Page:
The appeal of socialism

The battle with the oil disaster in the Gulf of Mexico has renewed individual resolve for socialist agendas in the United States of America. Cries and chants calling for the nationalization of British Petroleum (NYSE: BP) or at least the seizing of whatever of its assets fall under the jurisdiction of the United States have lit up social networking sites and comment boards over the last few weeks as it seems progress on curtailing further damage to the environment seems to be a high-odds bet.

Arguably the seizing of BP’s assets can only occur through a properly filed motion with the United States District Court, but that is currently beside the point.

So why is there a huge call for the seizure of BP’s assets? For starters BP reported on February 2, 2010 a "full cost replacement profit" of approximately $14 billion1. The day of the report BP’s stock closed at $55.46 per share on the New York Stock Exchange, down from a 2010 peak of $62.32 on January 19. The stock price closed on Friday, June 18, 2010, at $31.76, a 49% loss in value since the January peak in price, and a 47% loss in value since the BP stock price started a free fall after the stock closed at $59.88 on April 23.

So it can be safe to argue that seizing BP’s assets under US jurisdiction, including oil wells and fields, and nationalizing them has appeal for many Americans. Perhaps they feel that by placing those assets under the control of the government of the United States, those billions in profits will do the country a lot of good. And if BP’s assets were to be nationalized, or the entire oil industry as Congresswoman Maxine Waters [D-CA(35)] has publicly stated2, and the profitability were to remain steady while under the direct control of the Federal government, it could certainly pump a lot of money into a Federal system that is increasingly running massive deficits.

Except one thing that most people fail to realize is that no company placed under the direct control of the United States government has ever consistently turned a profit. The typical trend is that they will run massive losses, need consistent and constant infusions of cash from the Treasury, and be nothing but a drain on our economy. Amtrak is one hell of an example.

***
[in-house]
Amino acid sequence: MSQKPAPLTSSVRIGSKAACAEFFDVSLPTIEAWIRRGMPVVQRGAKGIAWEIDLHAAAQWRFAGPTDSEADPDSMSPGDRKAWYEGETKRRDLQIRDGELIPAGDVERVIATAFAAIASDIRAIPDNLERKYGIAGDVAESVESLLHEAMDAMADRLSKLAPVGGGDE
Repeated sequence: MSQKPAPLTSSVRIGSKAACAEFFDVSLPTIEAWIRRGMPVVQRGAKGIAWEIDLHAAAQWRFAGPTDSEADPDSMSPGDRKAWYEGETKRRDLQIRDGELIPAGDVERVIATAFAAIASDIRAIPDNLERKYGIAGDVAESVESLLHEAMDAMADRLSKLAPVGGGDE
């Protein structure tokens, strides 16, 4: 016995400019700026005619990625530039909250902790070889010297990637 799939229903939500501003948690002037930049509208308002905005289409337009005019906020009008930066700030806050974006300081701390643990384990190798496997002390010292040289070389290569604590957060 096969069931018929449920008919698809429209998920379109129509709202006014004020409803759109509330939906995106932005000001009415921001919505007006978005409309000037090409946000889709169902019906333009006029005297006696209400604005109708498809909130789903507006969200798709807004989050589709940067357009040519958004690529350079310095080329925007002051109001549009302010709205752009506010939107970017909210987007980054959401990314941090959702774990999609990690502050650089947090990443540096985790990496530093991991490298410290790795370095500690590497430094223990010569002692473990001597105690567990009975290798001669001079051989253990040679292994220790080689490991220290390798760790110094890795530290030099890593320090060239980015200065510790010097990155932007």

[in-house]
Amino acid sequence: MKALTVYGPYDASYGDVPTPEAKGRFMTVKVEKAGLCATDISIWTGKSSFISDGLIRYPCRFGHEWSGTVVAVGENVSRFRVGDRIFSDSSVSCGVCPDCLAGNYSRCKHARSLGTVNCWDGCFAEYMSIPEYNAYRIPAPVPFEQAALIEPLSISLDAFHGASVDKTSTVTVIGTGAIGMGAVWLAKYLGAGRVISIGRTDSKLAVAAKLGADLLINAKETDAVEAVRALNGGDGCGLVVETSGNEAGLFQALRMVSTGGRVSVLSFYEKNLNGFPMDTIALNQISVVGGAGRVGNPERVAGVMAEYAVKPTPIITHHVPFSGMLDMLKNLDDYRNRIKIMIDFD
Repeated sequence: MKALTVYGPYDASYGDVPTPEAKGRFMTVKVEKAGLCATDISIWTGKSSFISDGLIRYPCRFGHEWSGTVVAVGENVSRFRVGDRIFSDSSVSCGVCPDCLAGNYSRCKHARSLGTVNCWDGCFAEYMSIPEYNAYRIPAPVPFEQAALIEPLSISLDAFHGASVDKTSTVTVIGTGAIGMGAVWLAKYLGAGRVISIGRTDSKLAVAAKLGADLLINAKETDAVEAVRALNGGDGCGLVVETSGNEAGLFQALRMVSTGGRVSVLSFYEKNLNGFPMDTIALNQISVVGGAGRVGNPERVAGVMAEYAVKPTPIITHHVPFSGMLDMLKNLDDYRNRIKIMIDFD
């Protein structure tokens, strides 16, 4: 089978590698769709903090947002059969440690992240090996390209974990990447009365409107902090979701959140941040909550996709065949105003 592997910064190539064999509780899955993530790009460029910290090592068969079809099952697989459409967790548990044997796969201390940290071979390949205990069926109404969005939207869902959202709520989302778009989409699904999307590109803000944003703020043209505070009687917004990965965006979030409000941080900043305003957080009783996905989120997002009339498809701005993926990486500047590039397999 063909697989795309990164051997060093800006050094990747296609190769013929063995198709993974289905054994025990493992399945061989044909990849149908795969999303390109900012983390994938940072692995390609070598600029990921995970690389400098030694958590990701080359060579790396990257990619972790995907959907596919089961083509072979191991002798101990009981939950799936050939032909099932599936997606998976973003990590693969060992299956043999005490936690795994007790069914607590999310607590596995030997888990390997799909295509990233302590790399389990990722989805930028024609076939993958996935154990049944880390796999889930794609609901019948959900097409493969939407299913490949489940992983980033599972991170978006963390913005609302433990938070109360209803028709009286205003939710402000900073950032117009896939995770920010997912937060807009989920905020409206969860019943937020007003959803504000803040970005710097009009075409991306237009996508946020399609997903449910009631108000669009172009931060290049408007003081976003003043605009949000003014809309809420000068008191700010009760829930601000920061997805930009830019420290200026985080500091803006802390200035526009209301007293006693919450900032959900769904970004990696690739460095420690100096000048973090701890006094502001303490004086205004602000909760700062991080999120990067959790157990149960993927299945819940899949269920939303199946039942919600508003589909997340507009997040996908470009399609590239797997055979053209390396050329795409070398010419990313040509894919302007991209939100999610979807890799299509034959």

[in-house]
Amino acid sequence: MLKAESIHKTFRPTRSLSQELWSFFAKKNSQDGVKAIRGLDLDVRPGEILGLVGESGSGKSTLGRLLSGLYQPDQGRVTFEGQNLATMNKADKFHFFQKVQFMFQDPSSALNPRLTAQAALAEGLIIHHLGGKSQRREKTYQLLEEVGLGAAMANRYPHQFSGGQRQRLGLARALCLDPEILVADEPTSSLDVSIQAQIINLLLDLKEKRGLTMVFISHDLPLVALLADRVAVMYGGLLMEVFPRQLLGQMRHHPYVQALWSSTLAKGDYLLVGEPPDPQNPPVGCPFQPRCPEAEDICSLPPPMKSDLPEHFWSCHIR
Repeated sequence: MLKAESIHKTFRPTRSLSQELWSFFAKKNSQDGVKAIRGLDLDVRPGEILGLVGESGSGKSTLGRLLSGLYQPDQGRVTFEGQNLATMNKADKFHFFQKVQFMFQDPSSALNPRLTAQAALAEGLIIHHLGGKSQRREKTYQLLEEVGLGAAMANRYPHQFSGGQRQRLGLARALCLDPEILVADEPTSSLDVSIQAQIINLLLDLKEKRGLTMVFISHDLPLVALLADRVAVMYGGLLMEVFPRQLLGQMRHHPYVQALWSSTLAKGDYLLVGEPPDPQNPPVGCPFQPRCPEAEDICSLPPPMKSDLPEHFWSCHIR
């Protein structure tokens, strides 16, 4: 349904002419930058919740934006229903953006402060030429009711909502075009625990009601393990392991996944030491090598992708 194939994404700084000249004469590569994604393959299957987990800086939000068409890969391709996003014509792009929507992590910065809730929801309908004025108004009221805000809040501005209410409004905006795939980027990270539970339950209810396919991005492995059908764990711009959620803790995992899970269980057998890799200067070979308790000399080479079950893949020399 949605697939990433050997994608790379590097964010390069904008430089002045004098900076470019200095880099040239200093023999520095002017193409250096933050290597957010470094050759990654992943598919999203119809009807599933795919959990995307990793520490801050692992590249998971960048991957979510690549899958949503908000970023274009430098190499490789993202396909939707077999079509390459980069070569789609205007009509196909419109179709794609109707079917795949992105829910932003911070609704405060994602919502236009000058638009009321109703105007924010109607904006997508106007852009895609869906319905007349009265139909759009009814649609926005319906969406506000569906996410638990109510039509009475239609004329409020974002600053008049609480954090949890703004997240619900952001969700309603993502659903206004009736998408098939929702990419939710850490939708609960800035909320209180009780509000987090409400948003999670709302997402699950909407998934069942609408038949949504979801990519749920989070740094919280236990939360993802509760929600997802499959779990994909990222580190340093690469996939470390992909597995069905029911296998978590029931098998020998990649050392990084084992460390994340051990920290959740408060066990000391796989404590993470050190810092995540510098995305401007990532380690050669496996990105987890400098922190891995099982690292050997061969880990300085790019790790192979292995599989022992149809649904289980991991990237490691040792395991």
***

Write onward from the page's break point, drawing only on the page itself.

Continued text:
But massive profits from giant corporations is nothing new. It seems like every time there is a crisis, the profitable corporations are the ones taking all the blame. After all they must be sucking all the money from the economy and hoarding it for themselves, slowing the economy and bringing it into recession. Isn’t that how the Great Depression started? Giant corporations siphoning cash out of the economy at unheard-of rates and in unheard-of amounts until the economy came to a near-crashing halt?

Uh, no.

It’s easy for the large corporations to become the scapegoats for one simple reason: they have money. It’s the same reason why bashing and bilking the rich has become a popular sport in the political arenas across the United States. They’re hoarding cash and they should be forced to share it by ways of windfall profit taxes and taxes on cash holdings, right?

The appeal of socialism is one simple concept: the generation of wealth that is then shared more or less equally by all who helped to generate the wealth. On the small scale this has a lot of appeal and has the potential to work and work well, but once you start trying to scale this up, you start running into problems. If the "small scale" is a corporation in whose employ you happened to be, there would still be a hierarchy or chain of command, but your salary wouldn’t be driven by your experience, expertise, pay grade, position or seniority, but purely by the ability for the corporation to generate wealth.